A declaration of noncooperation is an intermediate step before compulsory withdrawal. At present, such a declaration of non-cooperation would note the availability to the Fund of procedures on compulsory withdrawal. This procedure should be strengthened by the initiation by the Executive Board of procedures for compulsory withdrawal within five months of the declaration of noncooperation (i.e., within two years of the emergence of arrears), if the member continues to fail to comply with its obligations and to cooperate actively with the Fund toward clearance of its arrears. A recommendation of compulsory withdrawal can be made by the Executive Board by a simple majority, although withdrawal can be required only by a majority of Governors having 85 percent of the total voting power.
In our discussion of financing in relation to the arrears strategy we have had a preliminary review of financial and legal aspects of compulsory withdrawal, and I believe that the general provisions on the basis of which we would need to proceed are understood. In such circumstances, the Executive Board might need to consider the appropriate means to rebuild the Fund’s precautionary balances, which would normally imply increasing the Fund’s operating income or supplementing it by other exceptional means. In this connection, it has been noted that as a last resort, the sale of part of the Fund’s gold could help restore the Fund’s financial position.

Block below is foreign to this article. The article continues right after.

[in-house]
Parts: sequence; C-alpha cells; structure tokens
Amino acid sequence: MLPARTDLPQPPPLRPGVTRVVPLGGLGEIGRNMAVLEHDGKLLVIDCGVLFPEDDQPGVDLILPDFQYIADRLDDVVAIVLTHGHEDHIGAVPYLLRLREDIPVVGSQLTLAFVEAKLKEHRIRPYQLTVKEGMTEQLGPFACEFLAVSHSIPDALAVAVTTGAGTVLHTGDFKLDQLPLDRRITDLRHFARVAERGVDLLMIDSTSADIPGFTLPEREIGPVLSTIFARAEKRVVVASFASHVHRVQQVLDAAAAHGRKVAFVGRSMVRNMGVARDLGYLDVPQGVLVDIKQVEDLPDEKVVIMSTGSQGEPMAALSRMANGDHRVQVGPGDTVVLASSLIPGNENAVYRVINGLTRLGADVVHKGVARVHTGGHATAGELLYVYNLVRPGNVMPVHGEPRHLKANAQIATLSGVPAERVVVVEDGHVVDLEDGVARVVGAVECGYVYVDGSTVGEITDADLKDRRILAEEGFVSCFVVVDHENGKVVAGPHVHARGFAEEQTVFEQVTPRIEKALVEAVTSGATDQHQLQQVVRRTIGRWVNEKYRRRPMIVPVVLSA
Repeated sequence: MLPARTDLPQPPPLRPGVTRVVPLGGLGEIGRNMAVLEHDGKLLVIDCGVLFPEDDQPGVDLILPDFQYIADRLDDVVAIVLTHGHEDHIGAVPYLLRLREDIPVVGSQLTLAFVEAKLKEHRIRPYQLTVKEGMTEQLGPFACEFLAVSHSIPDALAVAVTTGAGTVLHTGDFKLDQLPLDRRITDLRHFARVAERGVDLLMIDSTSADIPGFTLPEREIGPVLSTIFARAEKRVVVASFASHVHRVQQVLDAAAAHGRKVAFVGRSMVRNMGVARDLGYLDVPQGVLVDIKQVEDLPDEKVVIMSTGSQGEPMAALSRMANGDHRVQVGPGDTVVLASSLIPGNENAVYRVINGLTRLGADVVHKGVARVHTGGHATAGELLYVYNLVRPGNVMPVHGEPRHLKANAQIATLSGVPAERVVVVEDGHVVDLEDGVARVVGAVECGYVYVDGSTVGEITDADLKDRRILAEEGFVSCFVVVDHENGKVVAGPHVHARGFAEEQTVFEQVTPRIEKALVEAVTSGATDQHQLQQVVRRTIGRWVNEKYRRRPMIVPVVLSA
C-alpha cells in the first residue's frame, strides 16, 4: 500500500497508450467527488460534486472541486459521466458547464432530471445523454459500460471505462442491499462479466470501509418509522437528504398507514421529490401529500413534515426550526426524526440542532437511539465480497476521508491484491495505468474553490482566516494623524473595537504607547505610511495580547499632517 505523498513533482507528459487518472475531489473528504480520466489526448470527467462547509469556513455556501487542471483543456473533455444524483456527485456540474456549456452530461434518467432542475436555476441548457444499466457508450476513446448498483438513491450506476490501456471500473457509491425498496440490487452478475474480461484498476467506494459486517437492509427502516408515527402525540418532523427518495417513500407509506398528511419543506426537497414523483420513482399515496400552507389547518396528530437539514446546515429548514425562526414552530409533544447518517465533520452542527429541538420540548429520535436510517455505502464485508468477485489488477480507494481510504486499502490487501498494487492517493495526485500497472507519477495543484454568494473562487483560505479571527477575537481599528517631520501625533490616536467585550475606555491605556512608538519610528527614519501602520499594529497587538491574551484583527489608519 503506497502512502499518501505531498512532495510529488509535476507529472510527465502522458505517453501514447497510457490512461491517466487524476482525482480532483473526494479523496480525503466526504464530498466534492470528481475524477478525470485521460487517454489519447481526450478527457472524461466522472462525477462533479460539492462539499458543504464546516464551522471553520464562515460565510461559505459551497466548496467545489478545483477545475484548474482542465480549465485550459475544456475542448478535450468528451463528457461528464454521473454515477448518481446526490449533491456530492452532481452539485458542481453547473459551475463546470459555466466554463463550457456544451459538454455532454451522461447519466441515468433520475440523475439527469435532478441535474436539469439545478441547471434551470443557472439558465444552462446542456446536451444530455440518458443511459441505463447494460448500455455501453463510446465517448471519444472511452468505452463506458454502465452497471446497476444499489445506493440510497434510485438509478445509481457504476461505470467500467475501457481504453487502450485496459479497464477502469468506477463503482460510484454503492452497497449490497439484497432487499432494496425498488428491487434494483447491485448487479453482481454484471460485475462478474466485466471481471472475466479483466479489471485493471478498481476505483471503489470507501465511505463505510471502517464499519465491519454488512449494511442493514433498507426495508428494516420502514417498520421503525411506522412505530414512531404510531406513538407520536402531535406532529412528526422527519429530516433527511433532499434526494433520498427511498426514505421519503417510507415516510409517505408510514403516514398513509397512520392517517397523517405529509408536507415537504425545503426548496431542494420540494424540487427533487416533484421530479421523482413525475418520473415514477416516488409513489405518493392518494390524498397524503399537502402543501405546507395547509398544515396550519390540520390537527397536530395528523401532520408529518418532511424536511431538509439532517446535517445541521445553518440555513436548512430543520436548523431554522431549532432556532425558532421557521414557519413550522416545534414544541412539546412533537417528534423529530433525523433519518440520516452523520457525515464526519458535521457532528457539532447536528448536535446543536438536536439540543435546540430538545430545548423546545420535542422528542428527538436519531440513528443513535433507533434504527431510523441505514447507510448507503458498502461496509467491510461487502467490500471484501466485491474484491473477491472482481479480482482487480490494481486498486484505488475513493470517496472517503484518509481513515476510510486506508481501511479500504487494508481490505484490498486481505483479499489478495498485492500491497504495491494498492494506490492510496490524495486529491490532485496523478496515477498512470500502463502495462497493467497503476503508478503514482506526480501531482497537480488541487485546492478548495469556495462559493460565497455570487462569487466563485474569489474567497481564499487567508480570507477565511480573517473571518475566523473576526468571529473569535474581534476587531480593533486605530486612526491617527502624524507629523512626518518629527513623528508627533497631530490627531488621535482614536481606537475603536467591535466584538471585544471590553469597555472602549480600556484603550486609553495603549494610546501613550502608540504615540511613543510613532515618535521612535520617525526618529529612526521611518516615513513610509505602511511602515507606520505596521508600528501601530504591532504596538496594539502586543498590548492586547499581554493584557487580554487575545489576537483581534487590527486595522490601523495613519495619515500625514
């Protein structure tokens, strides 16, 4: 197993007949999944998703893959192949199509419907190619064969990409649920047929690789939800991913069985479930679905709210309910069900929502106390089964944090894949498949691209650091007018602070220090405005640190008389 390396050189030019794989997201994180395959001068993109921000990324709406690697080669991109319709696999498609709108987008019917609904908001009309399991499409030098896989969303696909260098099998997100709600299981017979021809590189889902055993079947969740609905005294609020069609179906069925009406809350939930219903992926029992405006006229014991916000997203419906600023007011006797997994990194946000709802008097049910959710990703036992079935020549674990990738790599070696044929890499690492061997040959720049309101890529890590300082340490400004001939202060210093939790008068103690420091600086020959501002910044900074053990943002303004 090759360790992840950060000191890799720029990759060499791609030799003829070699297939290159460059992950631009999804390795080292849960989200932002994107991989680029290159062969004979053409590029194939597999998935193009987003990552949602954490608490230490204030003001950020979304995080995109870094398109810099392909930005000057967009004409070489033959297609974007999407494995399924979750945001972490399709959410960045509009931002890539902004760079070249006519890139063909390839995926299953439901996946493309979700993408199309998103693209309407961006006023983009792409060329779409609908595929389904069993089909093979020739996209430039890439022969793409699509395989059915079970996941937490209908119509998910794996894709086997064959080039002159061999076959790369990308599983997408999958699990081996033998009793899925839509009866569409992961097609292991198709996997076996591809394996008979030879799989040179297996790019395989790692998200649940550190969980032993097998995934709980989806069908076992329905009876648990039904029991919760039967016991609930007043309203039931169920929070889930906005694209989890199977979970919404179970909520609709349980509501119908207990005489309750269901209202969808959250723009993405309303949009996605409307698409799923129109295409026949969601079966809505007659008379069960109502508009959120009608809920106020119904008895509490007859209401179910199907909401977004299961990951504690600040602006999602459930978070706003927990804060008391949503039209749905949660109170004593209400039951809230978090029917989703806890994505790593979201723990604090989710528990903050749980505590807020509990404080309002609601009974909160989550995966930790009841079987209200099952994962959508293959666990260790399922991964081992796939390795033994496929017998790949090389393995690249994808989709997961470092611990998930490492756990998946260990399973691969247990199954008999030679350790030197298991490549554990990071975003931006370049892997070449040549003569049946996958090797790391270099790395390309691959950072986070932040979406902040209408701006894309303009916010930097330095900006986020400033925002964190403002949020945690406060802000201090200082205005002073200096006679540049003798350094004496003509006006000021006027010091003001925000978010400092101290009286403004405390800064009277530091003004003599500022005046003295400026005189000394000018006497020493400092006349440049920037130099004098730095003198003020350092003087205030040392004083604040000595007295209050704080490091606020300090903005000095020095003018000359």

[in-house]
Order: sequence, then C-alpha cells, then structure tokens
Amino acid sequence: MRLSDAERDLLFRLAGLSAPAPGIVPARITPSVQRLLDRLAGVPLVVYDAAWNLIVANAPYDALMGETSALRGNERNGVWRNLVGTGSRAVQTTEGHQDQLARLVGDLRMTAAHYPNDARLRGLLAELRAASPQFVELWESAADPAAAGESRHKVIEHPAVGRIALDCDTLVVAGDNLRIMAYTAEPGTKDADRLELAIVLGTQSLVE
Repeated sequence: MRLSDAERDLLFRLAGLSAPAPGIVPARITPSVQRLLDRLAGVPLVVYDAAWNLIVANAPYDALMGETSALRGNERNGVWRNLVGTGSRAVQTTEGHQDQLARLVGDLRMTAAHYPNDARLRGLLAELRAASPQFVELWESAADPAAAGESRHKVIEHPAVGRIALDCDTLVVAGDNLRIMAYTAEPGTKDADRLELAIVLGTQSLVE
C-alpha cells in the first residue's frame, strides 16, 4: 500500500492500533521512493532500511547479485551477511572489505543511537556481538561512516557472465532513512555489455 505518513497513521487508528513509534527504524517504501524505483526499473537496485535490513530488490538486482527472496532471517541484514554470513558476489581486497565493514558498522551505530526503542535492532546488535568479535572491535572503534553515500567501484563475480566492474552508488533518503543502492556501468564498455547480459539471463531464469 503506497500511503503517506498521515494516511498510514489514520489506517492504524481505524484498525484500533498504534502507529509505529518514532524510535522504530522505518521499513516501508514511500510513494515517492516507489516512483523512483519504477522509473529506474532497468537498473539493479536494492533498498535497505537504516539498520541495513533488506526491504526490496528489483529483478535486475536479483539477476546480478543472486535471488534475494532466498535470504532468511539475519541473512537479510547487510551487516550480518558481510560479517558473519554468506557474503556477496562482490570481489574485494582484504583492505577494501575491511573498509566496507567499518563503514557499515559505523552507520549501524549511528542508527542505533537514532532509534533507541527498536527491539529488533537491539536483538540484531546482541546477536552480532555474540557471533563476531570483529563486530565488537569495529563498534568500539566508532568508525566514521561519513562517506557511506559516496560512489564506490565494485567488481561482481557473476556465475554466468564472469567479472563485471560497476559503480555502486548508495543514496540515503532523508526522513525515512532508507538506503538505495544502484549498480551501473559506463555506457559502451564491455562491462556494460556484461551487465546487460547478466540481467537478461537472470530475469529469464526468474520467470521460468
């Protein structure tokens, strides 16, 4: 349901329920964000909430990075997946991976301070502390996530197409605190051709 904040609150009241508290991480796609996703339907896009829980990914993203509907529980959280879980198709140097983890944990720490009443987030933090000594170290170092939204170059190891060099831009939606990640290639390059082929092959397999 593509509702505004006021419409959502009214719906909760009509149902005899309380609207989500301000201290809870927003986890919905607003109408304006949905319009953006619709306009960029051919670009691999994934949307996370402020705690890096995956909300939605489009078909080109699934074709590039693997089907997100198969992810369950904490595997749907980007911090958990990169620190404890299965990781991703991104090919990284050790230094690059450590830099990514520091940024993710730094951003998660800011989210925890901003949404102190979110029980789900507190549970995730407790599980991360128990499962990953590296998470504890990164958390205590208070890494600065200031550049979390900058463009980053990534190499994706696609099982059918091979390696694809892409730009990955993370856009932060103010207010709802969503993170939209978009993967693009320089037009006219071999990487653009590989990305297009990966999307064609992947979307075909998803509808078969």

The timetable proposed would help to make clear to members the need to prevent arrears and to act expeditiously to deal with them if they arose, as well as the consequences of not doing so. It would also provide sufficient time for such members to adopt the adjustment measures needed to move toward restoring domestic and external economic balance. Such a timetable is not to be understood as a period of grace, and the Executive Board would need to be prepared to accelerate action when appropriate, particularly in the early stages prior to a declaration of ineligibility. For the eleven members with protracted arrears, some Executive Directors have stressed that it would be appropriate to apply the new schedule with a degree of flexibility. This is reasonable, but we will need also to keep in mind that these members have already been given a great deal of time to demonstrate their cooperation with the Fund.